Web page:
Also available and widely used are rope perches. These make fine, foot-friendly perches, but take great care to ensure that your Quaker does not unravel the stands of the rope and become entangled in them. Any rope that shows the slightest sign of beginning to unravel should be trimmed back or removed immediately to prevent entanglement or accidental hanging.
I personally do not recommend rope perches as a permanent mainstay in the cage due to the tiny cotton strings that can become wrapped around a Quakers foot or toes and cut off circulation before being detected. I do provide my Quaker with a rope perch because he loves to swing from it, but it is used only with close supervision, and removed at night or when he is home alone. To reduce the risk of snared toes in perches and toys, regular nail grooming is a must.
Feeding and Watering
Another useful feature incorporated in recent years is the design of outside access feeders on the sides of the cage. These feeders can be replenished from outside the cage allowing frequent water and food changes without having to disturb or remove your bird. Also available are separate, lock-on dishes which are highly recommended for those mischievous fellows who insist on dumping their food out every chance they get.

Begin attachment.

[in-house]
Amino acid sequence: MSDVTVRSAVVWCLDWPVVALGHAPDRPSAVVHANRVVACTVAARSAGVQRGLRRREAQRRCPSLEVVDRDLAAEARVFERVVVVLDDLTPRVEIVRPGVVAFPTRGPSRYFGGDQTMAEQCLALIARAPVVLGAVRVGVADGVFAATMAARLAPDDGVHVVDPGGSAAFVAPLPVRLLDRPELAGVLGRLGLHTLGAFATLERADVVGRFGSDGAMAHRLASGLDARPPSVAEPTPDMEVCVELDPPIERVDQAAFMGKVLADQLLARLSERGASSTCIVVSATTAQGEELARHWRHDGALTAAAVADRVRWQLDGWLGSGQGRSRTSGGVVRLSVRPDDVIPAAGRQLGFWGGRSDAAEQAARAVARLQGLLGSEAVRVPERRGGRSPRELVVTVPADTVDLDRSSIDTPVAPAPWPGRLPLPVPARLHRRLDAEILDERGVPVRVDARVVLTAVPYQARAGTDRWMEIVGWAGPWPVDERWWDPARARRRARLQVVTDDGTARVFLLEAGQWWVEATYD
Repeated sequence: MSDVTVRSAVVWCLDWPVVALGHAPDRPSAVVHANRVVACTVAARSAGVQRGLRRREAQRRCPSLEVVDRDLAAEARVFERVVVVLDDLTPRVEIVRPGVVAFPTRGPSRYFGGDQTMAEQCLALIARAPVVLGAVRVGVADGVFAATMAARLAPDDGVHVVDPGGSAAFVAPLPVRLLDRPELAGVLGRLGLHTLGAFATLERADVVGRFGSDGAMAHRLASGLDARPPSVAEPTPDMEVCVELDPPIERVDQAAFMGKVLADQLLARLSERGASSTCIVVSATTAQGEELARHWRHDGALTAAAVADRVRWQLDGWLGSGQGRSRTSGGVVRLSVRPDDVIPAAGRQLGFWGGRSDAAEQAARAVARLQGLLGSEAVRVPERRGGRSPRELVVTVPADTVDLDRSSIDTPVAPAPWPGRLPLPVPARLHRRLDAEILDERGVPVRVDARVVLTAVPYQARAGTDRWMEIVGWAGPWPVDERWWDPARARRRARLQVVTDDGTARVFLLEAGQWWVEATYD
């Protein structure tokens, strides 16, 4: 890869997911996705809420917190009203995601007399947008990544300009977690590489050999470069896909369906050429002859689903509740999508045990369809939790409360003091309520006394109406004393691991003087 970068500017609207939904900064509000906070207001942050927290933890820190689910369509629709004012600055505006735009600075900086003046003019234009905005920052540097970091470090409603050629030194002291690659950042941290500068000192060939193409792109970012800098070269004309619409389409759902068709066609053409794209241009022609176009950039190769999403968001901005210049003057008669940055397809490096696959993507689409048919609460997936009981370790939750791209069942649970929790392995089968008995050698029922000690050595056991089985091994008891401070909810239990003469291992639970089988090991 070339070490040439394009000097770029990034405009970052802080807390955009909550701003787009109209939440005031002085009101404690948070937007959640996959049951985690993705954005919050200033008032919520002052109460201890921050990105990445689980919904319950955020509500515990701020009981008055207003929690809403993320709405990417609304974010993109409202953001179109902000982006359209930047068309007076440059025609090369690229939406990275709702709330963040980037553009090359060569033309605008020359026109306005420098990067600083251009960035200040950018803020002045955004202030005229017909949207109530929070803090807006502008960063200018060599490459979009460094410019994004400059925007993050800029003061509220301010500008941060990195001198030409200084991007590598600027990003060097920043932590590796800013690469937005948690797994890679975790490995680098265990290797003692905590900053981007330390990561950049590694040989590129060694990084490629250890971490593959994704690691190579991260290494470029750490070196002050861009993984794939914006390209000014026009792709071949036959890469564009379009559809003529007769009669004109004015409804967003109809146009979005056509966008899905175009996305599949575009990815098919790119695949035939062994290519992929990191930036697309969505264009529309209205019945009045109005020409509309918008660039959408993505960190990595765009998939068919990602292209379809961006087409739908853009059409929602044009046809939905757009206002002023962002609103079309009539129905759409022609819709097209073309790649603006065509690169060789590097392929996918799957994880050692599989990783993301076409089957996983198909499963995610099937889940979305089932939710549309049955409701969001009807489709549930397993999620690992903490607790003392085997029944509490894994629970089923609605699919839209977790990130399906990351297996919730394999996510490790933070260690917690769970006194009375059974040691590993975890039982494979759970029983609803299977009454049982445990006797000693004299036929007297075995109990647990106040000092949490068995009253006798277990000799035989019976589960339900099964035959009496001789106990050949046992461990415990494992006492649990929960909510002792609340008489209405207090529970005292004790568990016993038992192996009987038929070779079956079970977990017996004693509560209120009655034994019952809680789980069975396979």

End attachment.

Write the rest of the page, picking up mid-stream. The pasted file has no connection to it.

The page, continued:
The bowls and feeding systems of today are designed to keep your cage cleaner and to prevent your bird from tipping them over. Some watering systems provide a continuous supply of clean water for your Quaker without fear of contamination. These are especially useful because Quakers are known for their habit of defecating in their water supply if the opportunity presents itself.
An economical watering system that makes recycling simple is to take a sixteen ounce beverage bottle and adding the stainless steel ball-point tube and rubber stopper. Inverted and attached to the outside of the cage, you can guarantee your bird always has clean drinking water without spending a lot of money. There are numerous feeding and watering systems on the market today, too many to list in this book. Just be sure that whatever system you choose for your Quaker is safe for him to use, easy to replenish and clean, and is not breakable.